Having a built-in damage meter would be an excellent step for two reasons. One is that it would provide guidance to new players on what they should be paying attention to. Second is that semi-new players would get this vital information without needing an addon.

The describe a problem with attacking irrelevant targets, but there's no way to fix that, so don't bother. Besides, with the simple meter I have in mind--just a single number somewhere on the screen--nobody would see anyone else's damage meter, anyway. This highly limits the ability of people to pointlessly boast.

Another issue they describe has to do with healing. There are more issues than they list, however! Basically I don't think it would help to include a healing meter in-game. In a 5-man, your hps in the same as the incoming dps -- that is, the healing you do will always match exactly the damage done to the party. As such, there's nothing you can do to change it. In a raid, you only improve your own hps by subtracting someone elses, which is otherwise known as sniping. In short, I don't think a built-in healing meter would help new healers do a better job.

I'm very glad to read that Blizzard is considering adding a dps meter. However, I don't think they need to think about this quite as hard as they are. Skip it for the healers, and only show the dps of the player themself. For anything else, let people go to add-ons or log analysis sites.

Monday, June 20, 2011

The Path to Dragonwrath

Hedra has a great writeup on the quest chain for obtaining the new legendary in Firelands.
With patch 4.2 comes the new Tier 12 raiding content and the Firelands raid instance. It’s also when the Legendary staff, Dragonwrath, Tarecgosa’s Rest, becomes available and will be the most important item for almost any raiding dps caster. This is the first appropriate legendary for a boomkin, since Atiesh (which is no longer in the game). The staff stats are the equivalent of Tier 13.5 gear, so this will likely be the weapon of choice until the end of Cataclysm.

Want! It is too bad that I dps so little. I will be ridiculously far down the list for this staff.

Saturday, June 18, 2011

Five changes in WoW that are good

Jinxed Thoughts has a fun post up on changes in WoW that were for the better in WoW. For example:
Believe it or not, there are few things in the game that have annoyed me as much as the way gaining wep skill used to work. For any weapon you could use you had to not only go buy the skill in some cases, you had to also manually learn it by swinging at a mob with said weapon until you reached the proper skill level. Going from 1 to max skill could take hours.
Yeah, it was pretty miserable. Casters wouldn't bother. With melee classes, though, you have to skill them up, and it takes forever. The first few points go quickly, but it really slows down when you get close to the skill cap. RIP, weapon skills. You were a terrible bore.

It got me thinking what I am happy has changed. Here are five picks of my own.

The Dungeon Finder. I played a little bit in vanilla and had no idea what was going on. I found 5-man instances one of the most fun parts of the game, but I found it really tough to find an instance. I came back to the game in Lich King, and I still knew what was up, but assembling a group for anything took a while. The Dungeon Finder is a huge improvement, especially for dps classes. Instead of plaintively asking for a group for half an hour or more, you hit the front of the queue in about 15-20 minutes, all without having to beg and plead.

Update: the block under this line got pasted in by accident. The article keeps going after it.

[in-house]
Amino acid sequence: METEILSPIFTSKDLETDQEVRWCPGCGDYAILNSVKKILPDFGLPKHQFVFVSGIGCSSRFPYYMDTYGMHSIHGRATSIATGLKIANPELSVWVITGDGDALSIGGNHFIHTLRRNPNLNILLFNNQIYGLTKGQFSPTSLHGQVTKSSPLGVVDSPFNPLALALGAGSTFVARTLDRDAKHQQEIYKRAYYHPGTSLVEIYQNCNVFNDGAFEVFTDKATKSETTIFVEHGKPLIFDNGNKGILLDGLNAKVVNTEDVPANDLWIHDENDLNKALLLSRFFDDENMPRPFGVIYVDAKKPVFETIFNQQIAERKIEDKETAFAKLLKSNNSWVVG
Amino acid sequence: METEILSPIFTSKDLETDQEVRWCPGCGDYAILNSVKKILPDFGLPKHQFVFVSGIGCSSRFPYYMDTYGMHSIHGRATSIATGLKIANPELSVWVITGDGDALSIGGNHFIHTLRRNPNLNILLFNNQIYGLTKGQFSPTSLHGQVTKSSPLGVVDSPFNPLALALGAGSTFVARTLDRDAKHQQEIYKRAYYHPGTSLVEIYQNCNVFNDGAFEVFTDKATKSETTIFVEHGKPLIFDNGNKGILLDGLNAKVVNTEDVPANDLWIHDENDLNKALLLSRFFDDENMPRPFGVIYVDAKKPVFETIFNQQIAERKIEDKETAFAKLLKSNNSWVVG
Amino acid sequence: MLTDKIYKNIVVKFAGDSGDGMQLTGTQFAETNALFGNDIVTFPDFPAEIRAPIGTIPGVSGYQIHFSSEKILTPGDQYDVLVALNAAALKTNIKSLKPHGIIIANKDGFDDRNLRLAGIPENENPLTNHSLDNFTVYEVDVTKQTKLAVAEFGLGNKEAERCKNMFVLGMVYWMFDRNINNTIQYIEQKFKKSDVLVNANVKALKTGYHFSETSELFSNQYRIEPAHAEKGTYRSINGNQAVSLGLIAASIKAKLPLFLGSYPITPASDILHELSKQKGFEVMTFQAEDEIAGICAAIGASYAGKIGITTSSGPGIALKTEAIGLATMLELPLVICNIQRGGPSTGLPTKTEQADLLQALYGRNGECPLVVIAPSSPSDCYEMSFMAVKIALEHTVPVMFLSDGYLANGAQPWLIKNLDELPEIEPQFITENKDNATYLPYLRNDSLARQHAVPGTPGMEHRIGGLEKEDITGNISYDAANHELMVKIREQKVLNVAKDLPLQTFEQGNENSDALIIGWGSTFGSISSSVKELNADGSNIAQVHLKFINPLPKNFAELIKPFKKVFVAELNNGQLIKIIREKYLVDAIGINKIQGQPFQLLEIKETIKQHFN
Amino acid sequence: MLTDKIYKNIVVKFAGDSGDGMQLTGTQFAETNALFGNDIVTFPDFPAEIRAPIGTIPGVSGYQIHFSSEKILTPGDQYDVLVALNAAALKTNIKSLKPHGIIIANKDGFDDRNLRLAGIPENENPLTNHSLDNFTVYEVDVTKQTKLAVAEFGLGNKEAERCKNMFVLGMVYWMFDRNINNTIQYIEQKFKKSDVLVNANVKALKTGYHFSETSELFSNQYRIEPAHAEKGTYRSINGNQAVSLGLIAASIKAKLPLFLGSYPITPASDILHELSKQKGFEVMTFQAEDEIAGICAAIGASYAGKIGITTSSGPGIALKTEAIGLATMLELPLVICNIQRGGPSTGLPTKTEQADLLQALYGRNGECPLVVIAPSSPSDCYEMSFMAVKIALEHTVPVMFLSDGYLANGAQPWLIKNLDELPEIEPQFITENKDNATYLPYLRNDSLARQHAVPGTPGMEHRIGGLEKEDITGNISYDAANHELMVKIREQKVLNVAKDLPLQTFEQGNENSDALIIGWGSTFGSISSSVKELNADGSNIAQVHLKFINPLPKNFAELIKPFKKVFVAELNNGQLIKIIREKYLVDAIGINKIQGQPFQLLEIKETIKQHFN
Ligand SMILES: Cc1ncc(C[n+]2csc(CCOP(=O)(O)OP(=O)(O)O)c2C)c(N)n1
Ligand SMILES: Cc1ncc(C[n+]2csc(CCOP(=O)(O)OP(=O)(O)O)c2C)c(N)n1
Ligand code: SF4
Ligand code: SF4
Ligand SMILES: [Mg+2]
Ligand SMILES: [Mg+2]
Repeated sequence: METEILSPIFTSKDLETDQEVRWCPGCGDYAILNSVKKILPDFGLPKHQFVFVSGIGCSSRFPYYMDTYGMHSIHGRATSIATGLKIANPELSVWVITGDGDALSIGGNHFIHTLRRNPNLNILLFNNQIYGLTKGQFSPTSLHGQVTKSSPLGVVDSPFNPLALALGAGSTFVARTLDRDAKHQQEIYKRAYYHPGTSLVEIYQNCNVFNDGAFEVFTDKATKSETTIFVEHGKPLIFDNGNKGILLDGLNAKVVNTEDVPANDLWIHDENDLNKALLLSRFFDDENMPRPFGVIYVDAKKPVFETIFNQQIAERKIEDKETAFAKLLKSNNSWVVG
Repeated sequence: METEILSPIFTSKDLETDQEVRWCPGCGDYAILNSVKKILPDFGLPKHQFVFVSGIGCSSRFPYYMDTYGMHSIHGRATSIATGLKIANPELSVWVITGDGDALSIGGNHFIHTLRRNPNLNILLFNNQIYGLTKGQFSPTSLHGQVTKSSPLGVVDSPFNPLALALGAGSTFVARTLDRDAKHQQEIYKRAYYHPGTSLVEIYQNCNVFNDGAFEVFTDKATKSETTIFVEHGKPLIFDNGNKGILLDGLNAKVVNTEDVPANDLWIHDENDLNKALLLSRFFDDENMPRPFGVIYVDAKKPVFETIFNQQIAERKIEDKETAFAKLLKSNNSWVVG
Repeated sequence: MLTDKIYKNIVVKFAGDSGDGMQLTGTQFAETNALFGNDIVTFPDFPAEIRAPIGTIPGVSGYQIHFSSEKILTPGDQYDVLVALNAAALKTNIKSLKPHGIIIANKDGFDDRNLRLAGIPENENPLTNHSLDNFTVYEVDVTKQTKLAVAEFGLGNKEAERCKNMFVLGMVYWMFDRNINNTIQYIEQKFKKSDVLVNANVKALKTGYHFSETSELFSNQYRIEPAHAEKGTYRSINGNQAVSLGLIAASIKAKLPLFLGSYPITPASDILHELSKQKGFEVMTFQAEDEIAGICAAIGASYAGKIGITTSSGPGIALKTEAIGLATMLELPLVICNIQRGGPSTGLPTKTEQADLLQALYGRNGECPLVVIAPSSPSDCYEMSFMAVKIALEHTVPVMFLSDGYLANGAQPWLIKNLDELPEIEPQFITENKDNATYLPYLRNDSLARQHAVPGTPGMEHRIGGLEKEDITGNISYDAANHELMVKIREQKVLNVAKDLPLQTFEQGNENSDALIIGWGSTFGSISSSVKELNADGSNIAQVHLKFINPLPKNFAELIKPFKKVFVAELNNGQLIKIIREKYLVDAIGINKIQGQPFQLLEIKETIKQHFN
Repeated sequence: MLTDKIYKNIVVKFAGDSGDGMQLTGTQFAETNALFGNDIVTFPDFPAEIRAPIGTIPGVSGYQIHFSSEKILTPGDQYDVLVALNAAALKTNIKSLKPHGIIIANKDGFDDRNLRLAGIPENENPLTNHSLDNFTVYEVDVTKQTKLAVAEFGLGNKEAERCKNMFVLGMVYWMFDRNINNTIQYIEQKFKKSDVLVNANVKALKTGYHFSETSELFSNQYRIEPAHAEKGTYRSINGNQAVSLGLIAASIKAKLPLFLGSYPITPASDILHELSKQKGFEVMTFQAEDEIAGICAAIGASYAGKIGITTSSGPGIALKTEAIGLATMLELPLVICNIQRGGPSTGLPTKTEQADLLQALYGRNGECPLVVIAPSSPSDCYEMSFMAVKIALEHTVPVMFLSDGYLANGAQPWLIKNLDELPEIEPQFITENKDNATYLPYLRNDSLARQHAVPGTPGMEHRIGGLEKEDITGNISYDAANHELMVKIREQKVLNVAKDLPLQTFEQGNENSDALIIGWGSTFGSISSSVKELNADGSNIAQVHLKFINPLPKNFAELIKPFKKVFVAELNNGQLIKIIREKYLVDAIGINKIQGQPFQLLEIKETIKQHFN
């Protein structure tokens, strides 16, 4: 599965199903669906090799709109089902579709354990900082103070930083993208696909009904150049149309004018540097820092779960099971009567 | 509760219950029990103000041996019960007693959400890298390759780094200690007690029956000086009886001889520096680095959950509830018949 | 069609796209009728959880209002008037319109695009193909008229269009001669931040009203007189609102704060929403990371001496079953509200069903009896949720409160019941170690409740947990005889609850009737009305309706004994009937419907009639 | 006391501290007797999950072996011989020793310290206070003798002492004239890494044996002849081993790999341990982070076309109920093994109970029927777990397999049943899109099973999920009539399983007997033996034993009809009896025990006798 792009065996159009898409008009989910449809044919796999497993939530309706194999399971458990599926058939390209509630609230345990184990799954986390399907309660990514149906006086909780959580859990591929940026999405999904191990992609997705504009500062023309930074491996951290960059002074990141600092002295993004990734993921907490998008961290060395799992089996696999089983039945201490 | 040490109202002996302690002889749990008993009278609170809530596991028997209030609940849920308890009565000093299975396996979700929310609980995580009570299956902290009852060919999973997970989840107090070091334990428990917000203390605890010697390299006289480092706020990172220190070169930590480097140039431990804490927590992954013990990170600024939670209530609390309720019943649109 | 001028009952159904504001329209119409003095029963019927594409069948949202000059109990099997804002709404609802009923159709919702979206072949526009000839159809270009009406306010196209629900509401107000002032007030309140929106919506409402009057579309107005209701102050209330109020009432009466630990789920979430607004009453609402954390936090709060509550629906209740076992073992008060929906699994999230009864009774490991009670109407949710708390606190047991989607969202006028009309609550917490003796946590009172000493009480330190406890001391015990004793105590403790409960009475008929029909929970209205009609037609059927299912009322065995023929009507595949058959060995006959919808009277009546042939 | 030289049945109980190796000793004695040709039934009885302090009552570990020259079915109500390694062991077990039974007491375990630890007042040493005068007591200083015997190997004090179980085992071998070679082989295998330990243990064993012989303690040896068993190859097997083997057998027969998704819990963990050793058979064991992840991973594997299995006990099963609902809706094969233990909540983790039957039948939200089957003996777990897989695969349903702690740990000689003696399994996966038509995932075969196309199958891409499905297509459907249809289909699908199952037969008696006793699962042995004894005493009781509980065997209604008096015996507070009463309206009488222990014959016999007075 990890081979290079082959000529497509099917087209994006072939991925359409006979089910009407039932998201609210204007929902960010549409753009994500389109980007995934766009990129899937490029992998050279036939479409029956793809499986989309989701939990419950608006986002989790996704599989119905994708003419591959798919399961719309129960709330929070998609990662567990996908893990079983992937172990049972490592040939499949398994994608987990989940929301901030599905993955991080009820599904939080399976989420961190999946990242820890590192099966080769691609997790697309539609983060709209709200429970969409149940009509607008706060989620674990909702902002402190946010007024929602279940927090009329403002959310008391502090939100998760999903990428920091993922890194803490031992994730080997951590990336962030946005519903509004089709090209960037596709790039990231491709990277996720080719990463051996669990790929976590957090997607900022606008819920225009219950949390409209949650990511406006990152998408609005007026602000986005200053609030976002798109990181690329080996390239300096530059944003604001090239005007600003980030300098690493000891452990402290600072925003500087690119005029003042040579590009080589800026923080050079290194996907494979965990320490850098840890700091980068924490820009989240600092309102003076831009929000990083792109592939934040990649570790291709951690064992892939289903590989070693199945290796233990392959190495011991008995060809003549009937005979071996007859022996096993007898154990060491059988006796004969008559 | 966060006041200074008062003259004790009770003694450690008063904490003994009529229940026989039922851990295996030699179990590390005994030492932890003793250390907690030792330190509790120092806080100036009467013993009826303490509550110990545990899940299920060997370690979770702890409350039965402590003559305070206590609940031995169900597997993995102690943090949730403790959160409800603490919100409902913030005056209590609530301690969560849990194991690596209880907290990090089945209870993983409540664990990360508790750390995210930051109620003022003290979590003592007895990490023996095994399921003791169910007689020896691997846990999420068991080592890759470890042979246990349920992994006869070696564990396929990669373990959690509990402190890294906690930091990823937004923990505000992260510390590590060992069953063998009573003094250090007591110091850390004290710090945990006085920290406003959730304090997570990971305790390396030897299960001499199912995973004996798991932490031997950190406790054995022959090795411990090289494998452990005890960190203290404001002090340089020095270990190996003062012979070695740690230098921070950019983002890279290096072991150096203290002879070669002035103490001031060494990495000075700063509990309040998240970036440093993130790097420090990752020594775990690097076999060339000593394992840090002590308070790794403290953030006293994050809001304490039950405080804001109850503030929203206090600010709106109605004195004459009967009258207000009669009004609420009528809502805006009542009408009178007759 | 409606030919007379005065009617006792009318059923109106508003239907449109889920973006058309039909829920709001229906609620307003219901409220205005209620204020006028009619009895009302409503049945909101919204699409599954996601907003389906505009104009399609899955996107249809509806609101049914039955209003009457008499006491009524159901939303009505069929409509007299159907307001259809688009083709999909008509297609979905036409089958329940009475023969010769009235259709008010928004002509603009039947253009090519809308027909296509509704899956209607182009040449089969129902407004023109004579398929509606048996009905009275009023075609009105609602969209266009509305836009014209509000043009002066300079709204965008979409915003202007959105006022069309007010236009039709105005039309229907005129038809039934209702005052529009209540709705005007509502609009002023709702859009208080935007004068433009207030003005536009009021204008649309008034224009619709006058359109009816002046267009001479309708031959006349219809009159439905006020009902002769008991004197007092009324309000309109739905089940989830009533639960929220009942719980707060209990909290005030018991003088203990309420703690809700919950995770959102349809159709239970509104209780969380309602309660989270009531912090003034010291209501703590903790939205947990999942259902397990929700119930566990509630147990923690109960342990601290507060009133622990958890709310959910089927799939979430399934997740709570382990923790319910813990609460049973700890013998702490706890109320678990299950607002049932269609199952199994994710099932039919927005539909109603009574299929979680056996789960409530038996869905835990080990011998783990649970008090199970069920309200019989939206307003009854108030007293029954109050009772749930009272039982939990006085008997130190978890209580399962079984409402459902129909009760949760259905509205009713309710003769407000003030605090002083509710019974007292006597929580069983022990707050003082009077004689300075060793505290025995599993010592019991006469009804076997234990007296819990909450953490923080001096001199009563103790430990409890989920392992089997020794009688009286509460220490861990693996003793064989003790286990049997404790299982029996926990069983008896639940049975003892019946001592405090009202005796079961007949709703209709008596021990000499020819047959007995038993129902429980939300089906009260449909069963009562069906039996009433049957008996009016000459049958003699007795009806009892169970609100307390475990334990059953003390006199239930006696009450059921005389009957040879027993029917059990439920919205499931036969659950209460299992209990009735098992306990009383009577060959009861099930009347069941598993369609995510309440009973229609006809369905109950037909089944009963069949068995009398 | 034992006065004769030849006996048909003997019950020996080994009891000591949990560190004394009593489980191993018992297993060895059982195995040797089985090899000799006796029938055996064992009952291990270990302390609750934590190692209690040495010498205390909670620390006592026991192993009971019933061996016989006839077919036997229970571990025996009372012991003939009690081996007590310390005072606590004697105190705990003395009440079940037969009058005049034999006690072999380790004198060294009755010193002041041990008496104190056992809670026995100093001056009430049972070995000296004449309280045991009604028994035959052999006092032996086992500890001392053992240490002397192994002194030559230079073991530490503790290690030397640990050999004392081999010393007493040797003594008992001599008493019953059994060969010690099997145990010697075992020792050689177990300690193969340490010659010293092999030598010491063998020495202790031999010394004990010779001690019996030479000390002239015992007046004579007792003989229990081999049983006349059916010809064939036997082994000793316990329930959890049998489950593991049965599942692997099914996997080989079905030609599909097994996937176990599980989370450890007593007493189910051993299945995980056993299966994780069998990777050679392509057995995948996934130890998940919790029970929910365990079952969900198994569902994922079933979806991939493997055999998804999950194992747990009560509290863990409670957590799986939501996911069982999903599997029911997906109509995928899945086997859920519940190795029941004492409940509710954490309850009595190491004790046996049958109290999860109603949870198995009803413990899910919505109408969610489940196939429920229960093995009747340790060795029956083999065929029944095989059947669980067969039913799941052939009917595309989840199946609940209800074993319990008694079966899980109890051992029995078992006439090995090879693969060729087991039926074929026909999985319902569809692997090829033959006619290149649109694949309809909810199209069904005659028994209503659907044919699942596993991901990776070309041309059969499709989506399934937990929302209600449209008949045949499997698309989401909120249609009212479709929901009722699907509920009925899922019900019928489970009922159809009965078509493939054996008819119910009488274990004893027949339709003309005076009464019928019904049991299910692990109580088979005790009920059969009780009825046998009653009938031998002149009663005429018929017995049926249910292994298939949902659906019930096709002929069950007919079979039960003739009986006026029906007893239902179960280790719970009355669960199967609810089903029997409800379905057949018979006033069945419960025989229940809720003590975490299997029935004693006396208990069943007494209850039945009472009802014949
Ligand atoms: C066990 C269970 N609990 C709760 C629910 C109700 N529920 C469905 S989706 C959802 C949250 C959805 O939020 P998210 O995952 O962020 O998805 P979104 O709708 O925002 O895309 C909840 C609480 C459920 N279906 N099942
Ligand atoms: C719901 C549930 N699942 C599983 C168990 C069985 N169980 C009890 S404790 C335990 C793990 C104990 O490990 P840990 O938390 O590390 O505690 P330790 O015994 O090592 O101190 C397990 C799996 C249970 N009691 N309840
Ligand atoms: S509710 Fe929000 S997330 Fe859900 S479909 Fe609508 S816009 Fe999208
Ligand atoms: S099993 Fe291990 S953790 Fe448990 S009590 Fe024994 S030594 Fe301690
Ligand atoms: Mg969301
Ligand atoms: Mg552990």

Newbie friendliness: tooltips and the new spec system. Jinxed Thoughts mentions this one, too. I like that the tooltips say things like "a large heal" rather than giving a very precise and very bogus number like "heals for 132 points". The spell always healed for more, because the tooltips didn't factor in all the buffs that apply, so the number on the tooltip was pretty useless to anyone who is not a human calculator. Likewise, I like the new talent system, where you get spec-specific improvements right when you pick a tree. It means that level 10 is way more fun than it used to be.

Easy mode of raids. I like that casual players like myself can at least see a softball version of everything.

The new token system. The new token system means that it's fairly quick to level up an alt to being able to work on the previous tier of content.

Class balance. I'm impressed and glad that every class has a competitive dps spec, and every healer and tank class is about equal to the others on the whole. Getting a character to level 85 takes a while, and I'm glad that nowadays you can be sure you won't regret your choice of class.
I just got around to reading the Tier-12 set bonuses that will be available in Firelands. Here are the bonuses for resto druids:
  • 2-part: Your periodic healing from Lifebloom has a 40% chance to restore 1% of your base mana each time it heals a target.
  • 4-part: Your Swiftmend also heals an injured target within 8 yards for the same amount.
The two-part bonus is huge but will not affect gameplay. It will just regenerate mana for us all the time. Just remember to be extra sure to cast a lot of lifebloom in Tree of Life form, but I am already doing that anyway. The two-part bonus means we already graduate from needing to worry about mana in tier 12. Sustainable throughput no longer looks like the most important thing to aim for. I recently made a couple of Nefarion attempts while accidentally wearing moonkin gear, and my regen was lower than normal, but probably still enough to beat the fight. In tier 12, with the higher amounts of int and spirit, I am guessing we no longer have reason to bother reforging secondary stats to spirit. Just take the spirit that comes on the gear, and reforge everything else to haste.

I'm not sure why Blizzard is making this change. I enjoyed having to manage mana usage, and I was hoping it would last for at least one more tier. Instead, Blizzard seems ready to hasten it out of consideration.

The four-part bonus will affect our gameplay. It's going to be interesting trying to swiftmend people who are near other injured people. In practice, I suspect the best I will be able to do is swiftmend people who are in a group--it will be good to be melee in any group I am healing! Basically, this will tip the scales of using the heal on the tank versus using it on a group to trigger efflorescence. With the extra heal on a neighboring player, it will be even more valuable to cast swiftmend on a group.